Tory Remainer and Brexiteer MPs Unite Around ‘Malthouse’ Compromise

The Victoria tower of the Palace of Westminster that house the Houses of Parliament is seen next to a statue of Former British Prime Minister Winston Churchill in Westminster in central London on January 26, 2019. - Despite the humiliating rejection of Prime Minister Theresa May's Brexit deal, Britain is …
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VICTORIA FRIEDMAN

Conservative Party Remainers and Brexiteers have united around a ‘Plan C’ compromise ahead of the key House of Commons EU withdrawal agreement vote Tuesday — however, Brussels diplomats have already rejected the plans, labelling them “nonsense.”

Believed to have broken the deadlock between Tory factions, the ‘Malthouse Compromise’, named after Brexit-supporting housing minister Kit Malthouse, would entail Prime Minister Theresa May returning to Brussels to renegotiate the Irish backstop, according to documents seen by The Telegraph.

The plans are backed by the European Research Group (ERG), led by Jacob Rees-Mogg MP, and would mean the UK leaving the EU as planned on March 29th; but what could be controversial for Brexiteers is the proposal to extend the transition period for another year — from ending December 2020 to December 2021 — in order to have more time to finalise a Free Trade Agreement.

If the revised backstop arrangements are not accepted by the EU, the UK would ask the bloc to accept the extended transition period and the country would prepare to leave the EU on World Trade Organization (WTO) terms after December 2021. In exchange, the UK would honour any financial commitments to the bloc and would guarantee EU citizens’ rights.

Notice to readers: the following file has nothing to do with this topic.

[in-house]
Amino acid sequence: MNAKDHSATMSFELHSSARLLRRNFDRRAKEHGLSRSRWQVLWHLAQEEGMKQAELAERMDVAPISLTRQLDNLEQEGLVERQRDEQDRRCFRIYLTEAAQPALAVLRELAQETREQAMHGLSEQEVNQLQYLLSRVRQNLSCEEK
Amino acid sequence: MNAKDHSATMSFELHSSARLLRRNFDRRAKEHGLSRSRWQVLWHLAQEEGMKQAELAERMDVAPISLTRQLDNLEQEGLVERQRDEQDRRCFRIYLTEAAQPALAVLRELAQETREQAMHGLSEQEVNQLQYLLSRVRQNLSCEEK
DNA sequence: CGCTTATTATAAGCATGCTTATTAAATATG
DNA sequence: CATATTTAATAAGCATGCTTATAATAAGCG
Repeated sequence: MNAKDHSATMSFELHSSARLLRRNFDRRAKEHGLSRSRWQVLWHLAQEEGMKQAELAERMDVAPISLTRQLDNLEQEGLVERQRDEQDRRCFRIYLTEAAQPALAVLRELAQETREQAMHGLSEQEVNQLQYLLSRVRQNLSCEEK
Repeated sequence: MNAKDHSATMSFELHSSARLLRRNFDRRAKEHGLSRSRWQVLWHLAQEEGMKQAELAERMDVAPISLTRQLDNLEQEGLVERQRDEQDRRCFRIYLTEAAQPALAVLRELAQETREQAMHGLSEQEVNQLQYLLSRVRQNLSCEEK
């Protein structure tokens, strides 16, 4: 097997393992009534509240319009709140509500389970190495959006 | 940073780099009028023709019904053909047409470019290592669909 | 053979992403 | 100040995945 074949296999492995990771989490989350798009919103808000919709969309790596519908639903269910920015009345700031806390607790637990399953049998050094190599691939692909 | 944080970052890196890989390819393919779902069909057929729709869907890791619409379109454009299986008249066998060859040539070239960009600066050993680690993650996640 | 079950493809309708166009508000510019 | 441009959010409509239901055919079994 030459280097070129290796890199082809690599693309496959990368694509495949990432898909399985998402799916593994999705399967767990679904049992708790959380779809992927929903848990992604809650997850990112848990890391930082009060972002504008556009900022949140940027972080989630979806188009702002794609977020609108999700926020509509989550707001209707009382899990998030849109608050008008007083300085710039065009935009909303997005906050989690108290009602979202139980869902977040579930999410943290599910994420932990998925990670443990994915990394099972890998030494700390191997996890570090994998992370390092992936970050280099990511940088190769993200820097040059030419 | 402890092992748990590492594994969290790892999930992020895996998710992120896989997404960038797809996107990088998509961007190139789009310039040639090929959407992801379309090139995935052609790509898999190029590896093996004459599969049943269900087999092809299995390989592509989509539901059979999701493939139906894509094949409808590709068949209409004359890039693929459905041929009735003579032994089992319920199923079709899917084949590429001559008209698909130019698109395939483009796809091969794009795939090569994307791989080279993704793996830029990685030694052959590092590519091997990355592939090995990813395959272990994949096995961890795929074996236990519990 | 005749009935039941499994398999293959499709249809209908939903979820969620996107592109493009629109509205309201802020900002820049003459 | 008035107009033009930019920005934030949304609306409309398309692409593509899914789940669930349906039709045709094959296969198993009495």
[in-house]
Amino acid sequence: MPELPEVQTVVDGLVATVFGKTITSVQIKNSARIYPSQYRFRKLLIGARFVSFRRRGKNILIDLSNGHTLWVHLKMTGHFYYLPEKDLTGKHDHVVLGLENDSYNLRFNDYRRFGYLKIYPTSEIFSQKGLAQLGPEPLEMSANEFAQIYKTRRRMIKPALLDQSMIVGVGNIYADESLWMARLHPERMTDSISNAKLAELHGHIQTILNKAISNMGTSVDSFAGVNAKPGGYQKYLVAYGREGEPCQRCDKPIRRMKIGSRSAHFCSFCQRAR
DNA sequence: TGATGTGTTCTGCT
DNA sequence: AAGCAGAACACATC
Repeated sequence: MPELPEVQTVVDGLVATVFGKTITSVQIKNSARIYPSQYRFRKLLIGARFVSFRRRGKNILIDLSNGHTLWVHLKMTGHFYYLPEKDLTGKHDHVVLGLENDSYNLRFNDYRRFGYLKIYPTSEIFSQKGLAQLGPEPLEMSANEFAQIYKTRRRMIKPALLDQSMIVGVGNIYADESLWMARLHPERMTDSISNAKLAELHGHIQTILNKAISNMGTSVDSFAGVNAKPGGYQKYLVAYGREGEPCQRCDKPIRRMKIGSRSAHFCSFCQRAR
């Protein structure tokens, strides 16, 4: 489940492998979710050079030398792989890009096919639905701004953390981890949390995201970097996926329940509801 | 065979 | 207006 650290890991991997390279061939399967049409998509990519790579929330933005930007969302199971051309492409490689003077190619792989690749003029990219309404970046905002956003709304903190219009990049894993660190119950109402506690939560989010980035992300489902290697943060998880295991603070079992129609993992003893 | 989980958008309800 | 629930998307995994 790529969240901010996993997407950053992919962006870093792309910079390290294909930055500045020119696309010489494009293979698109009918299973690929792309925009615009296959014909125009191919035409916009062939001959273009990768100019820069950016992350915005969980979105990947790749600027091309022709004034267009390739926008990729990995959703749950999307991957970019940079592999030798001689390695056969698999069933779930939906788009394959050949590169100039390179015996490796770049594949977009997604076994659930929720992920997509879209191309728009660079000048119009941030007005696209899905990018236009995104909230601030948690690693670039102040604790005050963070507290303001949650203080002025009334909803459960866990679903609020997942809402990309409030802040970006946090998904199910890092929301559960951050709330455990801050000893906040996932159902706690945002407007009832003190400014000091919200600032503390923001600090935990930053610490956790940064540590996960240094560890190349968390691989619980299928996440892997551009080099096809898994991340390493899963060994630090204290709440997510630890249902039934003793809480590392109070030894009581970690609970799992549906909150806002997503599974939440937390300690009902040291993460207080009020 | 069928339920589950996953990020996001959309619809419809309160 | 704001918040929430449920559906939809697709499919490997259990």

Screenshots of a private WhatsApp messaging group of Tory MPs shared with The Telegraph show broad support for the plans from both Remainers and Brexiteers.

Senior Tory Brexiteer Iain Duncan Smith told BBC Radio 4’s Today programme on Tuesday that the Malthouse plan is “the best hope that we’ve got now for the governing party.”

“I think this combines the two things, one that we will leave on the 29 whatever but it also ensures to those who are worried about cliff-edges and not having any agreement that that departure will be a managed process should we not have arrived at an agreement beforehand – which the prime minister is now going back to renegotiate.”

The plans were submitted to Number 10 on Thursday and are awaiting response, but they are expected to be rejected by Remain-supporting Chancellor of the Exchequer Philip Hammond on grounds they would not be accepted by the European Union which said in November that without the Irish backstop, there is no deal.

The bloc responded to the proposals on Monday, with Sabine Weyand, Brussels’ deputy chief negotiator, saying, “There will be no more negotiations on the Withdrawal Agreement… We’re not going to reopen the agreement.”

“What a cunning plan,” one EU official is said to have remarked sarcastically, while an EU diplomat was reported to have said, “This is just nonsense,” according to The Guardian.

The prime minister opened the debate at 12:30 on Tuesday, and voting on ‘Plan B’ begins at 7 pm.

Mrs May lost the vote on her deal in a record defeat on January 15th, after the vote was postponed from December. Tuesday’s deal may include the Brady amendment on negotiating to replace the Irish backstop with “alternative arrangements.”

However, Conservative Brexiteers, including from the ERG, are set to vote down the Brady amendment on grounds that the wording is too vague and concerns it could reopen the withdrawal agreement.

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